Community Scientists Needed: Help Improve Winter Weather Predictions

Mountain Rain or Snow Project Invites Community Members Around the Country to Contribute Real-Time Weather Observations

Community members across Utah, the Great Basin, and around Lake Erie and Lake Ontario are invited to join people across the country in contributing winter weather observations. The data is collected by scientists for a NASA-funded project that seeks to improve the accuracy of winter weather predictions.

Information collected by community scientists will help researchers from Lynker, DRI, and the University of Nevada, Reno, improve the technology that drives predictions for when precipitation will fall as rain or snow. Currently, satellite technologies struggle to differentiate snow from rain near the freezing point in mountainous regions, with impacts on flood predictions, avalanche forecasting, snowpack water storage, and road safety.

The project began in the Sierra Nevada in 2019 and has since expanded to include mountain regions across the country. Last winter, more than 1,100 people in the Sierra Nevada, Pacific Northwest, Rocky Mountains, Western Montana, and the Northeast submitted over 23,000 real-time reports of rain, snow, or mixed precipitation. Expanding the project to new regions will help improve winter weather predictions that account for regional environmental influences, such as the lake-effect snow of the Great Lake region.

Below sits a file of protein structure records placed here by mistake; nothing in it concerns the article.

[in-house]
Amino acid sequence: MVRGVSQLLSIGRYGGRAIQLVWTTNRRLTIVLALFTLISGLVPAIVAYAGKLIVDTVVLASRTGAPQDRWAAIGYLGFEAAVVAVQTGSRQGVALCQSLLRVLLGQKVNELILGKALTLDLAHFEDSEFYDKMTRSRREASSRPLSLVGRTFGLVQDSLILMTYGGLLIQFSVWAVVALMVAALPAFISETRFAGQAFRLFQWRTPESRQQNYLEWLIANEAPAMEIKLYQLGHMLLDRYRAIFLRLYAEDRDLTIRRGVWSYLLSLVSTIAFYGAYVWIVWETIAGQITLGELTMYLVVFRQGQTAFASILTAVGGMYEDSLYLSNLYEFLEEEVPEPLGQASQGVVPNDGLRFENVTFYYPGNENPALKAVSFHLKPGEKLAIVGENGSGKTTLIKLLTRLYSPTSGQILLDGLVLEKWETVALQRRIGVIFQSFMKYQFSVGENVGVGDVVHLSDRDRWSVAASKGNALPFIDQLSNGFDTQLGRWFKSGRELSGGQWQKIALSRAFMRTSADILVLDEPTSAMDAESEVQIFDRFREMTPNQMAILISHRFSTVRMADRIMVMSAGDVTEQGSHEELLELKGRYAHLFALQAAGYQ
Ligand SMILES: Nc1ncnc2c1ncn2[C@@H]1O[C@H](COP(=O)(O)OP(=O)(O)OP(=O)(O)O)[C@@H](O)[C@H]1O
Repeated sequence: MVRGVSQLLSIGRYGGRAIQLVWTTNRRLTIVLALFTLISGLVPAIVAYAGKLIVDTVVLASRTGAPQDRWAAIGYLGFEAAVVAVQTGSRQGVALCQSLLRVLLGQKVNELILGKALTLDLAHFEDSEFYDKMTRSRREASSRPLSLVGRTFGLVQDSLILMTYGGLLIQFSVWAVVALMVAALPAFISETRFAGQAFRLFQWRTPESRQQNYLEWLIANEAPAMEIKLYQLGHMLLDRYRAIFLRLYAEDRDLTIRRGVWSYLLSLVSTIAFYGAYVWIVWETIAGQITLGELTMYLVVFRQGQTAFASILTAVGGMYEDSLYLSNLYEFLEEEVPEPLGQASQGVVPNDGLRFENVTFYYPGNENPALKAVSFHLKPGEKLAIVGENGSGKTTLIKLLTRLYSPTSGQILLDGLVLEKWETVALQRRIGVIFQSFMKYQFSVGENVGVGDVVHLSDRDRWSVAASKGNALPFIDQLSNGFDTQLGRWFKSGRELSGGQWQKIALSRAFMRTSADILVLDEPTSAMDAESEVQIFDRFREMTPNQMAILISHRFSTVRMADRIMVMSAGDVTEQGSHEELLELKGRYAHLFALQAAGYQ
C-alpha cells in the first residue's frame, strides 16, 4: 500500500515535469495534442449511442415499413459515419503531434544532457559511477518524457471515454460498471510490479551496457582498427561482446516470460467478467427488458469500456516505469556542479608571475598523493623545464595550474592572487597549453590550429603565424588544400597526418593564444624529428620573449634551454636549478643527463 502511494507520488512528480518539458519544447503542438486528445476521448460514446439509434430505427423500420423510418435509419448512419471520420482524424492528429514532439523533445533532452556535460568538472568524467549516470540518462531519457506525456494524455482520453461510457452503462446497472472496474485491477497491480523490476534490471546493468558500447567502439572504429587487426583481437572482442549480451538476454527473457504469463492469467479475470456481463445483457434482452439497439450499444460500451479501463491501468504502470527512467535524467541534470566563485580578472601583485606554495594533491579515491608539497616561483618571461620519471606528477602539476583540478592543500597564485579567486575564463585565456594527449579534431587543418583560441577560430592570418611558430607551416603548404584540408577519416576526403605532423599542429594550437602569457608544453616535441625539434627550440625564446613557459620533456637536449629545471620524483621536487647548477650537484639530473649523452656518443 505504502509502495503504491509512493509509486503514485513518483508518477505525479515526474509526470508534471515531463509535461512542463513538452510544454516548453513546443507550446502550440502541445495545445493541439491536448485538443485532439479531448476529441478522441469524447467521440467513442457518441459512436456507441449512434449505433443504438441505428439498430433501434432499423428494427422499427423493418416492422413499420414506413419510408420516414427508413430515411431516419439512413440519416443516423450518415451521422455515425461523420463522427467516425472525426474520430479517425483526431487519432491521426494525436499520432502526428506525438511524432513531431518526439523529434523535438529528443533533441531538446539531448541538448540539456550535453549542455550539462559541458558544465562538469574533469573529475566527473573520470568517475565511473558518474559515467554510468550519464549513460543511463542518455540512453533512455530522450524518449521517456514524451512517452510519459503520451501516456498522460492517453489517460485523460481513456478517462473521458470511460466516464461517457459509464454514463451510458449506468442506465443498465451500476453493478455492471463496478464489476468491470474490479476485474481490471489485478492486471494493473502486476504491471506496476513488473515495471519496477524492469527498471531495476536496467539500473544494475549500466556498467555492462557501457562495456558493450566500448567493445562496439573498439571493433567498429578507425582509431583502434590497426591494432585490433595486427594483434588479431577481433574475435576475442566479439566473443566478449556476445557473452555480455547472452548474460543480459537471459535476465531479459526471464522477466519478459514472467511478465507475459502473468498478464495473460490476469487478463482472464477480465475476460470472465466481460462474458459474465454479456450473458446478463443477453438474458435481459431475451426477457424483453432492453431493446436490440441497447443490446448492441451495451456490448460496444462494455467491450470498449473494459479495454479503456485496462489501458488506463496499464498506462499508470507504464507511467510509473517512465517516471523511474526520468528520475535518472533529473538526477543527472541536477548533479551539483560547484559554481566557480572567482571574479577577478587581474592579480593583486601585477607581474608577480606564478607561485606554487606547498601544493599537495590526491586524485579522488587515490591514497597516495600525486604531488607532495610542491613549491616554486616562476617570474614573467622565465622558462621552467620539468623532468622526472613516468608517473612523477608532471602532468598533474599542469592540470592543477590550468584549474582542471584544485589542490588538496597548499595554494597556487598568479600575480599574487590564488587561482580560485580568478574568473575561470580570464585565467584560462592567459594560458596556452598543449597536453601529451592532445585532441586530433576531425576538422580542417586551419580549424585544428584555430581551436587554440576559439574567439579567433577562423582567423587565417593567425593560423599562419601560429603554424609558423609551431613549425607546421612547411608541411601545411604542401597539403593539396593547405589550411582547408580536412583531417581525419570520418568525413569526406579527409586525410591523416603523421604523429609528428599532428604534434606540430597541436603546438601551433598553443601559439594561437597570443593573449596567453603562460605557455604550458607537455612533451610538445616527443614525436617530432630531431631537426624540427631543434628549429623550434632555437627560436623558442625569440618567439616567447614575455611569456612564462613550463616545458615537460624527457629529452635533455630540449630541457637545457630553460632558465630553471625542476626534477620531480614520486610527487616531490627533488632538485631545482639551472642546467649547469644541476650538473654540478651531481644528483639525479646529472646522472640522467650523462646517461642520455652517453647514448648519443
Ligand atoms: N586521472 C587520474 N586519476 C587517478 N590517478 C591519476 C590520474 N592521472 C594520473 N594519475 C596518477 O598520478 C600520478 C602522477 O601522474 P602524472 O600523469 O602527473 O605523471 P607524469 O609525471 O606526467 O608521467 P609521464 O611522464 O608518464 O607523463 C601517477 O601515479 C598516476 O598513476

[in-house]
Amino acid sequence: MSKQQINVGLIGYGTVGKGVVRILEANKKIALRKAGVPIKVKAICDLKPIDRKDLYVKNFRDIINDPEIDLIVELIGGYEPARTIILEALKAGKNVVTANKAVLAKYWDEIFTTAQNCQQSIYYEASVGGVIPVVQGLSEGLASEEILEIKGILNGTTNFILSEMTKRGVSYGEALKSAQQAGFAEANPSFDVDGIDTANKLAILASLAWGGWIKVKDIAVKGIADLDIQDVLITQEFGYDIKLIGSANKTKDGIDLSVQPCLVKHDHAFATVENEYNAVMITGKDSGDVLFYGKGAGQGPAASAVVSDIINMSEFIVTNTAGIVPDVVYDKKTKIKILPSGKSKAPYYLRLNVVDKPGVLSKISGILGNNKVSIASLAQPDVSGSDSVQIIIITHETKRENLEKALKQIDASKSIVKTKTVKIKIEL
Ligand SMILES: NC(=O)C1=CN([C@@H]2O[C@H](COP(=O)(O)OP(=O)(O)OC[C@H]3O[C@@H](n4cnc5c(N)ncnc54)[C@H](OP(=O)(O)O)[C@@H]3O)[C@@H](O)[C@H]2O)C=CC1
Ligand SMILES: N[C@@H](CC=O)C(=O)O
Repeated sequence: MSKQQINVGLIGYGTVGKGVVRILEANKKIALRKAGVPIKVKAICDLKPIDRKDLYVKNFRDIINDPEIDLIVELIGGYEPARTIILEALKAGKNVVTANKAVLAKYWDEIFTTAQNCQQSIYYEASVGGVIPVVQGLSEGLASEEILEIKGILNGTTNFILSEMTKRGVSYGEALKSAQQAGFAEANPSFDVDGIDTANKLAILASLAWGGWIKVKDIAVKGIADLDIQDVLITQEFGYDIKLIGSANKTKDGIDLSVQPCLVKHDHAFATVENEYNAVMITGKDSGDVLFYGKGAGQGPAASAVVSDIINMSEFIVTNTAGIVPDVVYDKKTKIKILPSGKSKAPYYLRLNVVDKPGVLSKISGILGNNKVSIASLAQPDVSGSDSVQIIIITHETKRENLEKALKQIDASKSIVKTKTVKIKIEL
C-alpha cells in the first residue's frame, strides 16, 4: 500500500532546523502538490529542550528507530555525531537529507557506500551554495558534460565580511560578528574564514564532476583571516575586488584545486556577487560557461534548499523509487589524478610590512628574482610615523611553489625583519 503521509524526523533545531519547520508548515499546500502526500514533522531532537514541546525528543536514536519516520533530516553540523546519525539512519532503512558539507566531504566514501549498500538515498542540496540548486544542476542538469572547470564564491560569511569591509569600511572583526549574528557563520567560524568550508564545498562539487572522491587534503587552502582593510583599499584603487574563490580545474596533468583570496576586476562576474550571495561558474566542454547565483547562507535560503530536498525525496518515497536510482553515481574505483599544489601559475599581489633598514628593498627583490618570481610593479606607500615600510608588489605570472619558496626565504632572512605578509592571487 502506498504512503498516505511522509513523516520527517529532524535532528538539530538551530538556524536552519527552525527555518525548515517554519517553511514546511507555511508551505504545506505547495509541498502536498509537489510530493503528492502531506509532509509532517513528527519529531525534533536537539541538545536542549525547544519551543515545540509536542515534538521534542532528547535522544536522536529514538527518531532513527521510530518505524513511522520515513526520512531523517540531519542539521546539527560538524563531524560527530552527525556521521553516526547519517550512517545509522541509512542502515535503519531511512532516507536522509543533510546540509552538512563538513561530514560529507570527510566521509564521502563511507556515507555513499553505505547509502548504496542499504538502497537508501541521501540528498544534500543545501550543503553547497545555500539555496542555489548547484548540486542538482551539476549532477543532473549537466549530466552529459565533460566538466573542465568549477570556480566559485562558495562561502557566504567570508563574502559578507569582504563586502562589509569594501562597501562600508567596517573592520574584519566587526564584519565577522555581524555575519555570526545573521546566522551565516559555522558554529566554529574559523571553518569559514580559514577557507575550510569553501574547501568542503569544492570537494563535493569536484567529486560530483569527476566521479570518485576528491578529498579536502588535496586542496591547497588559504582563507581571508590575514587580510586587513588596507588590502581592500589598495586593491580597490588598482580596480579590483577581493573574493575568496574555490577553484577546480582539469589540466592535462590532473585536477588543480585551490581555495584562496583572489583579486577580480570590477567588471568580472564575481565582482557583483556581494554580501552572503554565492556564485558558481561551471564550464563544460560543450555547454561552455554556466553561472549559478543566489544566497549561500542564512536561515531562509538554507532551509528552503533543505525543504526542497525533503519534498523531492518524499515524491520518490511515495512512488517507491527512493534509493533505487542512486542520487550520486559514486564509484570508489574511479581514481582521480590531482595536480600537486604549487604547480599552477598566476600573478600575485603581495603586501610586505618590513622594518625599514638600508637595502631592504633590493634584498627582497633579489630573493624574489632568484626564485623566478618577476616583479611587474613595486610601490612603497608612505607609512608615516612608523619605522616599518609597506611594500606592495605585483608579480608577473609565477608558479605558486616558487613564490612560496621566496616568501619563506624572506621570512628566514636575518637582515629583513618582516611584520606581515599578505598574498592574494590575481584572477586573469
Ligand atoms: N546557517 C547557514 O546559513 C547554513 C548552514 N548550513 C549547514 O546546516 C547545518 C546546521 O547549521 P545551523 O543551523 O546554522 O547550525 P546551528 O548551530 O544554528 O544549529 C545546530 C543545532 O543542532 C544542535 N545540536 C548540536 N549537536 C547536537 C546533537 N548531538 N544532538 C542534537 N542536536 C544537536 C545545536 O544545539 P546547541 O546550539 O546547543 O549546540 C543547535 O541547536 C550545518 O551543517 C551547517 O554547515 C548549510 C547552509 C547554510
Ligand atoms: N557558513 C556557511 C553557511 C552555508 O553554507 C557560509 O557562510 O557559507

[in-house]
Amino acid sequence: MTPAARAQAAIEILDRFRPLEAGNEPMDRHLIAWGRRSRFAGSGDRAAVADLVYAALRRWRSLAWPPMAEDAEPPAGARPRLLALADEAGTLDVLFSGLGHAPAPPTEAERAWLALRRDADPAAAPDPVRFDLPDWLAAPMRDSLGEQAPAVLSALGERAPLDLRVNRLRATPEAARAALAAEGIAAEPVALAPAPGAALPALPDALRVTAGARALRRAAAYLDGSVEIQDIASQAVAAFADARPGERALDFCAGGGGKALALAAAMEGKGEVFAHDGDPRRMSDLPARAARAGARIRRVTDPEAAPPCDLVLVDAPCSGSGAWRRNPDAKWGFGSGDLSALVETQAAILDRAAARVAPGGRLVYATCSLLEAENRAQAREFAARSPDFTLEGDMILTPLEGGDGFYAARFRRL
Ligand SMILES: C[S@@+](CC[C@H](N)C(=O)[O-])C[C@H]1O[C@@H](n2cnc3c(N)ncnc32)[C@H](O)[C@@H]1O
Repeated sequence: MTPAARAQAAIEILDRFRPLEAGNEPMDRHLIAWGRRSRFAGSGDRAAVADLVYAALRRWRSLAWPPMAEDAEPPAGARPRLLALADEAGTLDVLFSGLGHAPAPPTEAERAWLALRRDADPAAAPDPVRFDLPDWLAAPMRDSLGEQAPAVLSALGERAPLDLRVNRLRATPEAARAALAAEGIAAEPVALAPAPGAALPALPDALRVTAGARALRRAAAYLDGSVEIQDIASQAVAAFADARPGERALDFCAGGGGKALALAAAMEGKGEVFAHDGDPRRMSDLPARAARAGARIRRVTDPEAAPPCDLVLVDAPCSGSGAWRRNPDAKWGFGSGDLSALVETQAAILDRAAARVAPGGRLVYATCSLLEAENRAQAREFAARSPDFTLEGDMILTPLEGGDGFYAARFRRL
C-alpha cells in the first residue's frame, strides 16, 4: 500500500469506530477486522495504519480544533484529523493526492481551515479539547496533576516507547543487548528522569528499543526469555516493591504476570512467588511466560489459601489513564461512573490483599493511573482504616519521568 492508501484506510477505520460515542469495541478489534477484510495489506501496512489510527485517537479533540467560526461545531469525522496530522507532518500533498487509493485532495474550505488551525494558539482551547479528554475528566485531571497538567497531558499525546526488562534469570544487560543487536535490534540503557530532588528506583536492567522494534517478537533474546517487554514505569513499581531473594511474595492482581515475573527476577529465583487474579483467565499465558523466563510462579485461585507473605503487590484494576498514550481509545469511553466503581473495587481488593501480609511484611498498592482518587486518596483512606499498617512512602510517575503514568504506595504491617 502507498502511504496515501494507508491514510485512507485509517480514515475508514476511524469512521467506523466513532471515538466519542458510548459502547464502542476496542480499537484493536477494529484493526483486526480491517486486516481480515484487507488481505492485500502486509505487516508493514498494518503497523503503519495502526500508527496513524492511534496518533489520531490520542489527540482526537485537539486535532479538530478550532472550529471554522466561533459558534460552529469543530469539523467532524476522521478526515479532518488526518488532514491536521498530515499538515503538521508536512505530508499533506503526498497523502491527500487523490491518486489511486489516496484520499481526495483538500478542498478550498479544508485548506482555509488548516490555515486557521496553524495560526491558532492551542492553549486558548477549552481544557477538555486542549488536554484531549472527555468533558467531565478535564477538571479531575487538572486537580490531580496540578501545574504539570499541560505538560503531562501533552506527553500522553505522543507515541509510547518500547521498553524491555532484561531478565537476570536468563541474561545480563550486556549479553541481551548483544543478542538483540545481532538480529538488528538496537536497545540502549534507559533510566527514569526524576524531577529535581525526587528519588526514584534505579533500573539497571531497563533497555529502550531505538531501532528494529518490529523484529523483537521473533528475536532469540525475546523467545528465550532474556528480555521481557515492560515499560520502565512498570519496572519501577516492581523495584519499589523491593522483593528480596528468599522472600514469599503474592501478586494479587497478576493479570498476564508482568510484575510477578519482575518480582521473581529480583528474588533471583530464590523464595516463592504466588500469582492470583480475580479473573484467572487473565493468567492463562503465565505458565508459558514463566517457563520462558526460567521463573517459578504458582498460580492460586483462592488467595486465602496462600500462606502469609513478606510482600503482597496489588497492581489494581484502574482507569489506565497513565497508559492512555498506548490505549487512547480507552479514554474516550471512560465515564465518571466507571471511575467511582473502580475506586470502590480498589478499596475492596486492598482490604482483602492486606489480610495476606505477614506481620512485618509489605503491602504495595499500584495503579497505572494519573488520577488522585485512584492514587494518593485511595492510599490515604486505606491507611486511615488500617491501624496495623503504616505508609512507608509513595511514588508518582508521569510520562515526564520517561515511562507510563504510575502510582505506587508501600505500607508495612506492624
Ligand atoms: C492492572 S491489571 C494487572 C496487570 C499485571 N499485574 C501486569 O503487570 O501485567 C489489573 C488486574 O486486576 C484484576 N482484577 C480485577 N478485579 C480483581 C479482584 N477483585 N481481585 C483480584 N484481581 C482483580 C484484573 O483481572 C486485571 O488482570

“With the help of community observers, we are amassing a very large database of observations of rain, snow, and mixed precipitation. These will ultimately help to ‘ground-truth’ and improve the predictive technologies that satellites use,” says Meghan Collins, M.S., associate research scientist at DRI. “The data the community observers have helped us collect is a big step towards being able to make those improvements. We understand the state of the problem much better now and will use the next three years to advance the solution.”

Skier on a mountain covered in snow surrounded by pine trees.

Community members sign up to receive text alerts when storms with predicted temperatures near freezing are in the forecast, and submit observations of the type of precipitation they are seeing. To sign up, observers find the keyword that corresponds to their region at Then, text the keyword to 855-909-0798 for guidance on how to participate. Keywords for new focal regions are included below.

  • Utah: WASATCH
  • Eastern Great Lakes: LakeEffect
  • Great Basin: GreatBasin

Mountain Rain or Snow is a collaboration between Lynker, Desert Research Institute, and the University of Nevada-Reno. In addition to the large network of community observers, the project team includes: Keith Jennings of Lynker; Monica Arienzo, Meghan Collins, and Anne Heggli of DRI; Anne Nolin of the University of Nevada, Reno; and several student researchers. The group has expertise in hydroclimatology, hydrology, and geospatial analysis.

2022-2023 Mountain Rain of Snow at a Glance: 21,823 total observations
Total observers: 1,069. Most reports in 24 hours: 441 on 12/31/22.
Obeservations by Ecoregion: 1st - Central Basin and Range, 2nd - Northeastern Highlands, 3rd - Sierra Nevada.


About Lynker